Harp seal pups dying on beach as winter sea ice fails

Their unprecedented appearance on land is a sign of the drastic impact of climate change on northern sea ice and wildlife.

A harp seal pup sits on a snow-covered beach near the town of Blanc-Sablon, Québec, in early March. Normally harp seals give birth and raise their pups on sea ice in the Gulf of St. Lawrence, but this year’s ice coverage is at an all-time low, throwing pups’ survival into jeopardy.
Photograph by Mario Cyr

In Mario Cyr’s 40 years as a marine photographer and expedition leader in Canada’s north, he has never seen harp seal pups clustered on shore. Every December, a population of harp seals arrive in the Gulf of St. Lawrence, traveling south from the Canadian Arctic and Greenland to give birth on the sea ice around the Îles de la Madeleine in late February and early March. These harp seal nurseries attract hundreds of people each year, eager to see the fuzzy white pups bellying around the ice and getting fat on their mothers’ milk.

But in recent days, hundreds of pups instead have appeared on the beach just outside the small community of Blanc-Sablon, Québec, some 350 miles northeast of the islands.

The sea ice cover in the Gulf of St. Lawrence is at its lowest since 1969, when yearly measurements first began. As ice pans dissolve into slush or crack into small pieces, seal pups forced to the seashore risk being crushed by broken-up chunks of ice, drowned, or eaten by land-based predators such as coyotes. It is expected that 2021 will be a devastating year for harp seal pup mortalities.

“This year, there is absolutely no ice,” Cyr says. “These seals are out of options.” Cyr spent days photographing the pups for National Geographic as they struggled in the slush at the waterline or lay on the snow banks calling for their mothers.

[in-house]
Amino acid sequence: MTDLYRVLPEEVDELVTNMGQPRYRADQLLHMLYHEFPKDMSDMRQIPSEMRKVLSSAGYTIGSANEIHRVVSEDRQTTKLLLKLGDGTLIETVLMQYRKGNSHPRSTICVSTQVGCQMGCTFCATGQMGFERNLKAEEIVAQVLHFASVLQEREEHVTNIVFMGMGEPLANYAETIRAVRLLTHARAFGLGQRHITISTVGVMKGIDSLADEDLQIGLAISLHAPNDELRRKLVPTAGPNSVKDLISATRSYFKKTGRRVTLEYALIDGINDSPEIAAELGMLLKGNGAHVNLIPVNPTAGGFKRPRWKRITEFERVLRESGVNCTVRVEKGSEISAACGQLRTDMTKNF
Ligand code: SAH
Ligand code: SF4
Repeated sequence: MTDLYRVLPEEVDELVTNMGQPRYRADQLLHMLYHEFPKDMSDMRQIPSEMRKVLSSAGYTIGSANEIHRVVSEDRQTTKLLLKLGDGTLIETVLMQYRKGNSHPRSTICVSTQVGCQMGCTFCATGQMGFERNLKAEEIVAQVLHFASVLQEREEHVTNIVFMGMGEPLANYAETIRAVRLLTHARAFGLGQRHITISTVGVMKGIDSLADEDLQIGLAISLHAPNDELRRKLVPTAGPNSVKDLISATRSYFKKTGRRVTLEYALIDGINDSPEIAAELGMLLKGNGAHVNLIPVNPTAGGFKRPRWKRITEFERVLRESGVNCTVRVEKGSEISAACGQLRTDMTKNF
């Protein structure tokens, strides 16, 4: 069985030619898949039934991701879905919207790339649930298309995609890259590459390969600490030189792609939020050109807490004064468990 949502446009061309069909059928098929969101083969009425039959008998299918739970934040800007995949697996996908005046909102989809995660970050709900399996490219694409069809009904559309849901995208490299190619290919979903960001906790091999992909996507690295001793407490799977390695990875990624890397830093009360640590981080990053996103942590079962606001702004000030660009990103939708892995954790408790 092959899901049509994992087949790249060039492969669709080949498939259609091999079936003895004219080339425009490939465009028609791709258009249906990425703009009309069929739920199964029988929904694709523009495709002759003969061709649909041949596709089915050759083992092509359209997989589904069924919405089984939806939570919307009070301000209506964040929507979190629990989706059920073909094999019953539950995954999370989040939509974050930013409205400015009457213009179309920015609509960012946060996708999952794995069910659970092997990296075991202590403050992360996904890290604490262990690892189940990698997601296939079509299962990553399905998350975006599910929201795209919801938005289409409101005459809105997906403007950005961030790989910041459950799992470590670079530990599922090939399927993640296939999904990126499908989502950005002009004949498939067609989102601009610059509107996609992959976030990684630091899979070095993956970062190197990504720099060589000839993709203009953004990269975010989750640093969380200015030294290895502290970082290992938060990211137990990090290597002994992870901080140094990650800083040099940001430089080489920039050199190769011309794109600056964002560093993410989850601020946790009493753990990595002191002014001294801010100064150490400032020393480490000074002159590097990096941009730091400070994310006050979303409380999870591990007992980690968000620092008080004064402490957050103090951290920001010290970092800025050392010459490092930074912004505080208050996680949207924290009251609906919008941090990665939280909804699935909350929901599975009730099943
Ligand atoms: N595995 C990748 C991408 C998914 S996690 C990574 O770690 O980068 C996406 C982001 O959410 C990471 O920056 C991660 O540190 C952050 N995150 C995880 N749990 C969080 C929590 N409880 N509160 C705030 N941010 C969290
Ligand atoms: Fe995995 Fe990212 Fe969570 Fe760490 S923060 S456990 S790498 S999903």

Unpredictable sea ice

Harp seals, which can grow up to six feet long and weigh up to 400 pounds, typically spend little time on land, preferring to cruise the chilly waters of the North Atlantic and Arctic Oceans feeding on crustaceans and fish. They remember where they were born, and each winter, they tend to return to those sites where they congregate en masse to breed and give birth.

Sea ice is the only place harp seals will give birth, but coverage in the Gulf of St. Lawrence is less predictable every year. “There’s hardly anything left in the gulf,” says Peter Galbraith, a sea ice expert with Canada’s Department of Fisheries and Oceans.

Most years see about 15 cubic miles of ice across the gulf, he says. This year, the ice peaked at less than three cubic miles in February, and it’s already dwindled to less than one.

“The quality of the ice is also important for harp seals,” Galbraith says “They want thick floes that resist storms and give the wind nothing to grab onto.” A decade-long warming trend in the Gulf of St. Lawrence continued this winter, with deep waters reaching record highs. What little ice has appeared in the gulf lacks density and breaks easily.

“Waves creep into ice floes and break them up,” Galbraith says. “If you’ve got seals on small ice floes, with thin ice, and lots of open water, any storm can come and blow pups into the cracks or right into the water before they can swim.”

Seal mothers search for a place to give birth

The seal mothers with cubs on shore in Blanc-Sablon likely traveled south into the gulf, as they do each year, to feed during the winter months, says Garry Stenson, an expert on harp seals with the Department of Fisheries and Oceans. But when it came time to birth their pups, they would have found themselves without the ice they usually would use for a nursery, forcing them to travel north again.

But farther north, along the northeastern parts of Newfoundland, the ice conditions also have been poor, according to marine mammal expert Mark Hammill.